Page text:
But our faith is not magic. Our prayers, our songs, our baptisms, our communions, they do not manipulate or coerce God into doing what we want. When we call on the name of Jesus we are not using a spell; we are speaking to a friend. A friend we can trust. Our prayers, our songs, our baptisms, our communions, they deepen our connection, our relationship with God, the Father, Son, and Holy Spirit; the Source, the Word and the Breath. We are not trying to placate the goddess of chance who is randomly wreaking havoc in the world. We are trusting in the One God who is the Mother of Us All, that although her ways may be mysterious to us, she is working in all things for good. 

This way of life makes demands on us. We cannot trust God and practice magic. Remember at the end of the story, Christian believers who had been still practicing magic gave it up and burned their spellbooks. They made an actual commitment to living in trust instead of trying to manipulate chance. And let’s not be naïve—this has a cost to it. Fully committing to following Jesus, to trusting God, will shift the way we live, including our economic commitments. The book of Acts talks about money. Money has always been a part of the life of the church because it’s always a concern of human beings. If our commitment to trust God and partner in the way God is working in all things for good has not changed our economic priorities, we need to ask ourselves why and where we are still holding back.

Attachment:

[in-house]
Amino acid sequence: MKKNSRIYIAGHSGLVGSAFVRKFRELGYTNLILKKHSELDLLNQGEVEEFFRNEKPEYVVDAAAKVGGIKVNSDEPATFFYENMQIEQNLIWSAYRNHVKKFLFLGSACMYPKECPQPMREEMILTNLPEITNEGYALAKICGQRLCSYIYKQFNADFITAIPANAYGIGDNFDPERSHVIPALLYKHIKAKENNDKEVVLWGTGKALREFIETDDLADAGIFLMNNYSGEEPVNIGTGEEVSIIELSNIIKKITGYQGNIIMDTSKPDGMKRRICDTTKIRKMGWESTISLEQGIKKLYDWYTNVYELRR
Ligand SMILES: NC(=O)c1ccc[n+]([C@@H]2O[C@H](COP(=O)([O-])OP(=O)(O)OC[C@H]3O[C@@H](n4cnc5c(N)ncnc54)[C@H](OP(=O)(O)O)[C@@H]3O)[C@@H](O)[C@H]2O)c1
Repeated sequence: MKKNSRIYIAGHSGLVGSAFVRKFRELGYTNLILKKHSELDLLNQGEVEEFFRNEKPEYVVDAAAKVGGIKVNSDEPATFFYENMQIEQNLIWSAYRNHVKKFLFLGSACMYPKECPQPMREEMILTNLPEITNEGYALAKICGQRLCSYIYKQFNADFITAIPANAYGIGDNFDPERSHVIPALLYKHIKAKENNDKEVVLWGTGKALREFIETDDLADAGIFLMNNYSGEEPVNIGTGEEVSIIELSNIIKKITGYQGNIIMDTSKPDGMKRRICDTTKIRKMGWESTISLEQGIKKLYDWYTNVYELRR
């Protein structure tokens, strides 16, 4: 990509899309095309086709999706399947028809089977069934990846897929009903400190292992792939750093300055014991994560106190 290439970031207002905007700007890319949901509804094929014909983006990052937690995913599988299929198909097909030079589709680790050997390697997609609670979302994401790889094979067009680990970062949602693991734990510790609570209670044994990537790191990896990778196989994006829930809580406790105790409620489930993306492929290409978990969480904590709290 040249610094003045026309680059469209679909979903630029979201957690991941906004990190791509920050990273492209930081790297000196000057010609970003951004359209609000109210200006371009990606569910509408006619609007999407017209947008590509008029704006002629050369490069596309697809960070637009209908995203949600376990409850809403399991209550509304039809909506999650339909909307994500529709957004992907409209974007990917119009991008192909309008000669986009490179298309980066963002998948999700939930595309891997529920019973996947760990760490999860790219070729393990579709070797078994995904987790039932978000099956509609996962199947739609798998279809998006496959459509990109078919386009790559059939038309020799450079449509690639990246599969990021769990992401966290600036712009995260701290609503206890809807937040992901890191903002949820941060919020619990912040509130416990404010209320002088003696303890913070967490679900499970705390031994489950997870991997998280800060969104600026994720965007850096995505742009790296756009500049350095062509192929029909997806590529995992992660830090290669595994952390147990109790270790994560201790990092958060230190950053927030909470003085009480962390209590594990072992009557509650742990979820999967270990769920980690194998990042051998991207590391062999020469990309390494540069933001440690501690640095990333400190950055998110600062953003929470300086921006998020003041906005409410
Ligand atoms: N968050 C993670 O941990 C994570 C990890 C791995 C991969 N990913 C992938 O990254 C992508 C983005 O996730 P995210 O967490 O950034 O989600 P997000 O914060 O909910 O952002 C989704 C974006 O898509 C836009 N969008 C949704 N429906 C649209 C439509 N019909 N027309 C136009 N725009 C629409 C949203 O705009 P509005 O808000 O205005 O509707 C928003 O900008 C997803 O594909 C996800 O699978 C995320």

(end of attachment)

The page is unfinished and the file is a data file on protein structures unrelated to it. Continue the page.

Money is magic for us. We think that with enough wealth we can accomplish health and safety and peace. We use our coins and bills to manipulate the world around us, to try to manipulate God, into giving us what we want. But money isn’t going to save us any more than magic words or rituals will. God invites to place our trust in God and to direct all our words, all our rituals, all our resources, all our actions, towards joining the good that God is doing in the world. 

Whether you believe in goddesses and demons isn’t the point. We know that there is evil in the world. We feel it, we see the results of it all around us. It transcends our individual actions, and yet evil also affects us on an individual level. That’s what the Bible is communicating with the images of cosmic evil and also demon possession. The word Satan simply means “adversary” which absolutely resonates with the way I feel sometimes that something in life is out to get me. The point of all the healings, all the exorcisms in the Bible, is that Jesus has defeated evil, in all its forms. And as we cultivate a deep, personal, intimate connection to the divine, to the Resurrected Christ, we will experience and express victory over evil in our own lives and in the world. Not because we have magic powers. But because God is graciously using us as instruments. Our words. Our rituals. Our everyday actions. Our money. All of it at God’s service for the healing of the world and the revealing of God’s Kingdom. Amen.